I got a Moto 360 a few weeks ago and have been using it daily since. See the watch review here, the Android Wear review here and a comparison between Google’s and Apple’s implementations here. And now, the final look of this mini-series: third party apps.
Here’s the bottom line — they’re not very good.
I downloaded a bunch but will only talk about three that I ended up keeping, sorta: OneNote, RunKeeper and Wear Mini Launcher.
You can use voice to take notes with your Android Wear watch, which can be useful when you need to remind yourself to buy milk, pick something up, and so on. Given my vested interest in OneNote because of the Surface Pro 3, no brainer right?
I almost deleted this app.
At first, it just didn’t work. Voice-dictated notes didn’t save in OneNote even though the watch says it did. I even went to the length of downloading Google Keep as an alternative.
Then I realized what was happening. I hadn’t specified a “default” notebook in OneNote — primarily because I never had to, and was never asked to — so notes weren’t saved.
How did I know this? OneNote flashed a brief error message on my phone. For like a second, before it permanently vanished.
That’s dumb on several levels:
- The message is almost impossible to catch unless you’re looking for it because it’s so fast and doesn’t leave a record. Plus, the whole idea of the watch is so you don’t have to look at your phone, so few will be looking at the phone in expectation of an error message.
- It’s not explained anywhere how to make a notebook the default (hint: long press).
- Specifying a default shouldn’t be necessary — OneNote already has “Unfiled Notes” which would serve this purpose perfectly fine.
This works like how you’d expect it to. It’s OK.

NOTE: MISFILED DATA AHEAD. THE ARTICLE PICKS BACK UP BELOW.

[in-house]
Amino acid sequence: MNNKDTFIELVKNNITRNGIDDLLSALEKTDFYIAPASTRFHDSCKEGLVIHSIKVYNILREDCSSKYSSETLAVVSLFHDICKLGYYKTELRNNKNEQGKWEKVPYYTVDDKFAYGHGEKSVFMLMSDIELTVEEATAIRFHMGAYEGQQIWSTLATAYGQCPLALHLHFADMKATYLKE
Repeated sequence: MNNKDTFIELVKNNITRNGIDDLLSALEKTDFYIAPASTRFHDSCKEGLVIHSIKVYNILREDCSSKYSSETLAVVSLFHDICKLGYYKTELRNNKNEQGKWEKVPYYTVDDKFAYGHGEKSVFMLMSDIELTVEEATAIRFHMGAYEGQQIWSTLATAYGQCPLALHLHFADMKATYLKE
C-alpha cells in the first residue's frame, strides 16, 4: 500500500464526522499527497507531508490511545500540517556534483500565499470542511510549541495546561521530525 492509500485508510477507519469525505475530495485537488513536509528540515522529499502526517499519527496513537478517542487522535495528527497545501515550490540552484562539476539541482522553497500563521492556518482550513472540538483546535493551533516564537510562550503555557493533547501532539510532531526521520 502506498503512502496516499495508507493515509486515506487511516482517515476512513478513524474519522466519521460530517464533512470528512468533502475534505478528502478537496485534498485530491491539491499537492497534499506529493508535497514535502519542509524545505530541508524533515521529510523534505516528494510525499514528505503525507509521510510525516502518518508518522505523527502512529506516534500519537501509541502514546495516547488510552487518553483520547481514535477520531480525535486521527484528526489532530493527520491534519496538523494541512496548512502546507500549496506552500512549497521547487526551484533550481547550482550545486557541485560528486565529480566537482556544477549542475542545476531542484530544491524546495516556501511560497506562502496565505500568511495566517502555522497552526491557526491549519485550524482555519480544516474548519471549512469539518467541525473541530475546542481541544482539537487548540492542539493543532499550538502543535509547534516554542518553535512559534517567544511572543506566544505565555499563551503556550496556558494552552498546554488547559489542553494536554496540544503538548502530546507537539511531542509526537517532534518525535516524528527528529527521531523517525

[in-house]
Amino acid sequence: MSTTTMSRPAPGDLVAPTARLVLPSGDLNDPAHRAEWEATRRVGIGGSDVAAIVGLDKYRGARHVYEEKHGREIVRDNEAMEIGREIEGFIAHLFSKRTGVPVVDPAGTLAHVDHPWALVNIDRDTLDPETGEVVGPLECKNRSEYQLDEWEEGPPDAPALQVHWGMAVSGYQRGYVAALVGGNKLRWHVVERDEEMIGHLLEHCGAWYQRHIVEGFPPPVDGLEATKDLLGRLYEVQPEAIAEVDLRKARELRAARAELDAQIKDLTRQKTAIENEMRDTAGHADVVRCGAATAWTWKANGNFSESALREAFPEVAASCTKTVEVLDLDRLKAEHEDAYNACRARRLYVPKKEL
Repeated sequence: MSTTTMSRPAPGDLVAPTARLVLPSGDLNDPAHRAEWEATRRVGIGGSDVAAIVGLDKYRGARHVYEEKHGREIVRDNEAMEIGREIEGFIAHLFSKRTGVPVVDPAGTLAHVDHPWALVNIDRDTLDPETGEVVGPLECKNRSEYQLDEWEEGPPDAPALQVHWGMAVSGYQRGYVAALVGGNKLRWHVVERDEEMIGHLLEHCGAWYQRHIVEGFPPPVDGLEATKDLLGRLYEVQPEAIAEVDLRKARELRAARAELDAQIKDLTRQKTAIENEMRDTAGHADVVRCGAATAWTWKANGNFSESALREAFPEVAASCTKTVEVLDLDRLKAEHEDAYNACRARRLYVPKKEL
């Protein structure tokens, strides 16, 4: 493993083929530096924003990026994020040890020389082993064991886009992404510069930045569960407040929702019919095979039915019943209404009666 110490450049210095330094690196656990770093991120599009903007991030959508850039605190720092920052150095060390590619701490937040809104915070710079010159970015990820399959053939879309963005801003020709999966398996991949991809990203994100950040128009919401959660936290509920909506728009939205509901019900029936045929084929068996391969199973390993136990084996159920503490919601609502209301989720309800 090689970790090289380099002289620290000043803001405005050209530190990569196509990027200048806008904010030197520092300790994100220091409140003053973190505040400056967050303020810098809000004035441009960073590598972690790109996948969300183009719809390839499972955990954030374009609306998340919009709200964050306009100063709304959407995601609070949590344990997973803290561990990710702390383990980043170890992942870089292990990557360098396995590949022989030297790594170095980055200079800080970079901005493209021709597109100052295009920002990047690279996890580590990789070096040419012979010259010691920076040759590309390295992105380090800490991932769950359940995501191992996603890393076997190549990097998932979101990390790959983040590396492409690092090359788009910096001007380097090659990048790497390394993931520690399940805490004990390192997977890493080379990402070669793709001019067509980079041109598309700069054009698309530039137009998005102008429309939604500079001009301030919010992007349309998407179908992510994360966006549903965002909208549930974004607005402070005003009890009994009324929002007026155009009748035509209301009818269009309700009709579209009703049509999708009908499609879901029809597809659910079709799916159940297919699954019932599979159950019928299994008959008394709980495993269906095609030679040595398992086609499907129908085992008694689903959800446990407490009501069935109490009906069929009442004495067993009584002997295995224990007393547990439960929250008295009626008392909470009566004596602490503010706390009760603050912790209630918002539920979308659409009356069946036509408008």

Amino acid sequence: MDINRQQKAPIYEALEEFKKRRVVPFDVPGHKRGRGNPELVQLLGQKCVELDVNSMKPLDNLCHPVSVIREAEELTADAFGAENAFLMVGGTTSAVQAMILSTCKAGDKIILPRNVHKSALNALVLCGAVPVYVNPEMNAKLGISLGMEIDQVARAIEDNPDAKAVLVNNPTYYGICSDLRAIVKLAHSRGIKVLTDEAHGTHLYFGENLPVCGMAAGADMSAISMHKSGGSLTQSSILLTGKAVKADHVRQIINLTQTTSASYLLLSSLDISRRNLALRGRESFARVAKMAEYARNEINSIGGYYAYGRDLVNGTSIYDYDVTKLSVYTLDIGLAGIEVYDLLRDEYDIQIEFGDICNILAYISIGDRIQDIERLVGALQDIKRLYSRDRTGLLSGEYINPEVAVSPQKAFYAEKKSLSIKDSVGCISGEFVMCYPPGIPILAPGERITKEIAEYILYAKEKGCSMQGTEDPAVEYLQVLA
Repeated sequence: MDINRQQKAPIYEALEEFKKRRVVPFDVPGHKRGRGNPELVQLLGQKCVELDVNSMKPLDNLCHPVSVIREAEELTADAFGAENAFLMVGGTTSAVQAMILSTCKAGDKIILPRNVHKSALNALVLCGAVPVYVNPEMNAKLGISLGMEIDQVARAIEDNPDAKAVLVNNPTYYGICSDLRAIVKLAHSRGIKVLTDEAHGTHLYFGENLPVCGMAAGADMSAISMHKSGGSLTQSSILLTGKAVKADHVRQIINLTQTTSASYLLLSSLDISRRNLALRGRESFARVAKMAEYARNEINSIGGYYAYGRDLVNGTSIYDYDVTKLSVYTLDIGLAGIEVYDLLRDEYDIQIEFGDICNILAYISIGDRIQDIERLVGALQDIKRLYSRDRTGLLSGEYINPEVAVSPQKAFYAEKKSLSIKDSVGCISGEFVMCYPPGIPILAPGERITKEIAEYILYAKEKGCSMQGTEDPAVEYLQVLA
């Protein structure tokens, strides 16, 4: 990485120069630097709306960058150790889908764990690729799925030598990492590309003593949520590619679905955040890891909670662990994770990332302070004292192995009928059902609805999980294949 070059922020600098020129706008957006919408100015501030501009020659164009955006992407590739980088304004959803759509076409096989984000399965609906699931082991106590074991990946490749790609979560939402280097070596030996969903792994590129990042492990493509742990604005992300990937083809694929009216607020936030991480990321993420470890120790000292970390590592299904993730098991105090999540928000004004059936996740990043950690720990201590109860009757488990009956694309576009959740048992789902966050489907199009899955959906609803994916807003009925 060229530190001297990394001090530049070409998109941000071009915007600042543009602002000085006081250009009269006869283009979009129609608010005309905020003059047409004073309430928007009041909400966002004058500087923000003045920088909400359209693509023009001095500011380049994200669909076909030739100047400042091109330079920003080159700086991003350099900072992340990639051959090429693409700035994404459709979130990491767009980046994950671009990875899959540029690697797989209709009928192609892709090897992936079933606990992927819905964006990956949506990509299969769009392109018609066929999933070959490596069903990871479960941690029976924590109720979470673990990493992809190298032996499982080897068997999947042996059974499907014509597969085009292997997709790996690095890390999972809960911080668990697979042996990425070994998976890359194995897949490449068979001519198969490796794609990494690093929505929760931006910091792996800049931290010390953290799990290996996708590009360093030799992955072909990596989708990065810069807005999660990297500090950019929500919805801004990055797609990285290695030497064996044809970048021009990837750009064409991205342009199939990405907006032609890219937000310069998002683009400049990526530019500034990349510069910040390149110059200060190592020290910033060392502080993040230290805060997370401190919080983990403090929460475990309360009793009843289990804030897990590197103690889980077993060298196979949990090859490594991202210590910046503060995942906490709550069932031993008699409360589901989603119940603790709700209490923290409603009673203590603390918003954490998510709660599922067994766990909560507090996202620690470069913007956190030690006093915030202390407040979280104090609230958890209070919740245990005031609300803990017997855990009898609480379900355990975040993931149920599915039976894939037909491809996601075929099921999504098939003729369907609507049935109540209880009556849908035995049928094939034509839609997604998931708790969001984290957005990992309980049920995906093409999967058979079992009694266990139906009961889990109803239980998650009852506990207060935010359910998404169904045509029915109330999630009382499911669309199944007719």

I’ve barely used it however, primarily because the Moto 360 isn’t exactly the kind of device I’d like to go jogging with. It’s uncomfortable and the leather band feels gross when you sweat.
In future, when Android Wear devices get more diverse to take into account various use cases, I’m sure RunKeeper will be more useful. But all the Android Wear devices today are more watches than fitness bands, so I don’t expect many wearers will find RunKeeper that enticing yet.
That’s no fault of the app though.
Runtastic is a viable alternative to RunKeeper, but I went with RunKeeper because Runtastic killed me with notifications.
Wear Mini Launcher
I wrote before how Android Wear eschews the traditional app launcher paradigm in mobile to one driven by voice, and secondly by a list of actions. The app launcher is buried in a list of lists.
Wear Mini Launcher is an interesting app that changes that. With Wear Mini Launcher, you can view a selection of apps like you’d expect from Android phones (and Apple Watch). I was impressed with its execution and feature set. You can customize the appearance quite a bit and it even has a shortcuts menu for adjusting volume, brightness, so on.
Unfortunately, Wear Mini Launcher was bad for my Moto 360. It crashed a lot with the Wear Mini Launcher installed. That and the fact that there weren’t many apps I wanted to even use on Android Wear meant even this relatively useful tool got uninstalled.
It’s still early days, but so far, Android Wear lacks a killer third party app. Smartwatches still have a long way to go.
One thought on “Even the best Android Wear apps aren’t good”
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